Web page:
“Hypothetically if we talk about relegation, everyone agrees that a Victorian-based club would be relegated to NPL Victoria even if originally from a lower league.

“However, when you compare it to a Queensland club, getting relegated means that they go into oblivion, which doesn’t add up. It’s fundamental and accepted practice that a relegated team goes down one rung and it has the chance to come up again.

“Football Australia needs to discuss a relegation scenario with all of the member federations and ensure there is a consistent approach. It will run the competition and must ensure the member federations work together with it and the clubs to achieve this outcome.”

Galatas outlined what he hopes to see out of the upcoming application process, moving one step closer to an Australia-wide competition.

“Instead of the eight confirmed teams we see now, it should be 12 teams from hopefully at least four states or territories to achieve the best competition,” he said.

“I would have liked to have seen a 2024 start date with 12 teams and have all the big players ready to go, but instead we’ve had a delay. But so long as we use the additional time to start strongly, the extra year to wait is not important in the overall picture.

“Having Queensland plus at least one of South Australia, Tasmania and Canberra to include four states from the get-go is the ideal platform to build on.

“Then we can look at Western Australia and the remaining areas as we build – we are just starting. We can grow the competition without rushing into it too much from a logistical point of view.”

The story of Kamal Ibrahim: An inspiration to young migrants

The founder of One Ball, Kamal Ibrahim, understands that football is a beacon of light for him and the people that experience adversity and hardship in their countries.

Along with his family, Ibrahim migrated from Ethiopia in 2003 for a new life in Australia at the age of 12 to flee the civil war.

By not understanding a word of English along with the difficulties of settling into the cultural ways of life in Australia, that’s when he turned his passion for football as a form of expressing himself and communicating with his new community.

His football career began for his local team, Port Melbourne Soccer Club, the noble act from the NPL club to pay for his membership, providing him with his uniform and most significantly making him feel welcome instantly the moment that he had arrived was an admirable act of generosity.

Looking back on his playing career, Ibrahim talked about the life skills football gave him, not only on the pitch but also off it.

“Through football I learnt skills that helped me on and off the field. I looked forward to my games each week, my team was my ‘family’, I had a sense of acceptance and a way of communicating without having to speak, I learnt how to work as a team, improve myself as an individual, I was supported in a fun and safe environment.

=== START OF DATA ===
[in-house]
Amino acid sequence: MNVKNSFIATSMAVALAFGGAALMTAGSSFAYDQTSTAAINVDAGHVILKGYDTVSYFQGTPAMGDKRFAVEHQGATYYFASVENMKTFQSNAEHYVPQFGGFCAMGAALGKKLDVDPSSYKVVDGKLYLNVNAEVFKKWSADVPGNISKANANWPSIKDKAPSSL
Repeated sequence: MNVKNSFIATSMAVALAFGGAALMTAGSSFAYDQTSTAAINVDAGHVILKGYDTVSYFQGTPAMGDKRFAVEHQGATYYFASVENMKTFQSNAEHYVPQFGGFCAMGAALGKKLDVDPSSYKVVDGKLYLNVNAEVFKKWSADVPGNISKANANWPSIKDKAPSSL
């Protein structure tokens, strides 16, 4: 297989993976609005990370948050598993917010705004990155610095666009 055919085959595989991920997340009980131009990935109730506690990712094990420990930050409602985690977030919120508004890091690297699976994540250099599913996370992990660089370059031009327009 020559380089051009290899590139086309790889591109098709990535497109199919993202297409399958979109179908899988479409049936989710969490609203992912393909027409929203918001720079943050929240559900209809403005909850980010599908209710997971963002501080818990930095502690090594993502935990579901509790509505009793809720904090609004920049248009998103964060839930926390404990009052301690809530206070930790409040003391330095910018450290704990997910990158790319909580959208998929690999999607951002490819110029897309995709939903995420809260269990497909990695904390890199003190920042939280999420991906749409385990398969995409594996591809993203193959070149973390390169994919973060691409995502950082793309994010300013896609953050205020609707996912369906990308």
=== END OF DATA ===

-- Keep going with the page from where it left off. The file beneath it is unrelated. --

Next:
“Football has given me opportunities that I never expected. Football gave me the opportunity to represent Australia and Victoria on a national level and I was given the opportunity to travel the world. It gave me that sense of encouragement to do more with my life and that with hard work anything can be achieved.”

He has gone on to make appearances for Melbourne Heart (now known as Melbourne City) in 2010-2012 and representing the youth team of Australia, but his career was at an all-time high when playing for Port Melbourne Sharks, which is where he won the 2015 NPL’s best and fairest award.

Now Ibrahim has decided to show his admiration for the sport, by starting a program designed for children and adolescences between the ages of 5-17 year olds.

The program is open to all people, especially those from culturally and linguistically diverse (CALD) nationalities from all over Melbourne to play football in a social and friendly environment, no matter their religion, culture or gender.

The mission of this program is to encourage children to be fit and active, as well as supporting their physical and psychological health and well-being, One Ball also aims to guide and empower young individuals to develop personal qualities such as cooperation, self-control, respect and integrity by playing football with others along with the mentoring they receive from their coaches.

Ibrahim explains why he started One Ball.

“I started One Ball trying to not only help the best players, but the overall community. Kids who have never played soccer before, kids who have the passion but they can’t play for a soccer club because they will be told they aren’t good forward or who aren’t good enough to play for an NPL club or a community club, so One Ball was established for that reason,” he said.

“As human beings when we realise belong in the community, we feel a part of the society, then we can achieve things. Every kid who comes to our program gets a uniform just like they are part of their soccer club, they feel like they can belong at that club.”

The PFA’s Footballers Trust supports One Ball and other similar organisations, giving an opportunity for players to give back to their communities in a positive and impactful way.

It was established by former footballer Mark Milligan prior to the 2019 Asian Cup, ever since then it has grown remarkably to the extent where they have partnered with over 10 various player-driven charity initiatives.